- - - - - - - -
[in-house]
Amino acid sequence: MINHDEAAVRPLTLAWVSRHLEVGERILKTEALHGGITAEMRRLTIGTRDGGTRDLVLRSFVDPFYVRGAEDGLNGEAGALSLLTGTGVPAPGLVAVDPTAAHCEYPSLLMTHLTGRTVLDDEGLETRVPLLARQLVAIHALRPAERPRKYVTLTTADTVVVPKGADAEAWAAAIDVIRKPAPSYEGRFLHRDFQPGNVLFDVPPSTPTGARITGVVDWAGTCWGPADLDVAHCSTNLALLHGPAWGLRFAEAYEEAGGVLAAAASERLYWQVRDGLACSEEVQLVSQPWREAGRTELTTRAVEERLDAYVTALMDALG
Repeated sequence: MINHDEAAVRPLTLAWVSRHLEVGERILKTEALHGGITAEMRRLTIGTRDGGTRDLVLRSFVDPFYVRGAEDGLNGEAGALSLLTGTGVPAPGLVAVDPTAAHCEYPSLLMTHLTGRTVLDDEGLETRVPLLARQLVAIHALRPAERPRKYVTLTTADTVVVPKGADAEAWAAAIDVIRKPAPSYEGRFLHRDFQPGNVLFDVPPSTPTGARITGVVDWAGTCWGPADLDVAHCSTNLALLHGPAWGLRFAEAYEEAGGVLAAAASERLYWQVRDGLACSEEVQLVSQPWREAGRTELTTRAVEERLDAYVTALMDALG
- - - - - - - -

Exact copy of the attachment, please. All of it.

[in-house]
Amino acid sequence: MINHDEAAVRPLTLAWVSRHLEVGERILKTEALHGGITAEMRRLTIGTRDGGTRDLVLRSFVDPFYVRGAEDGLNGEAGALSLLTGTGVPAPGLVAVDPTAAHCEYPSLLMTHLTGRTVLDDEGLETRVPLLARQLVAIHALRPAERPRKYVTLTTADTVVVPKGADAEAWAAAIDVIRKPAPSYEGRFLHRDFQPGNVLFDVPPSTPTGARITGVVDWAGTCWGPADLDVAHCSTNLALLHGPAWGLRFAEAYEEAGGVLAAAASERLYWQVRDGLACSEEVQLVSQPWREAGRTELTTRAVEERLDAYVTALMDALG
Repeated sequence: MINHDEAAVRPLTLAWVSRHLEVGERILKTEALHGGITAEMRRLTIGTRDGGTRDLVLRSFVDPFYVRGAEDGLNGEAGALSLLTGTGVPAPGLVAVDPTAAHCEYPSLLMTHLTGRTVLDDEGLETRVPLLARQLVAIHALRPAERPRKYVTLTTADTVVVPKGADAEAWAAAIDVIRKPAPSYEGRFLHRDFQPGNVLFDVPPSTPTGARITGVVDWAGTCWGPADLDVAHCSTNLALLHGPAWGLRFAEAYEEAGGVLAAAASERLYWQVRDGLACSEEVQLVSQPWREAGRTELTTRAVEERLDAYVTALMDALG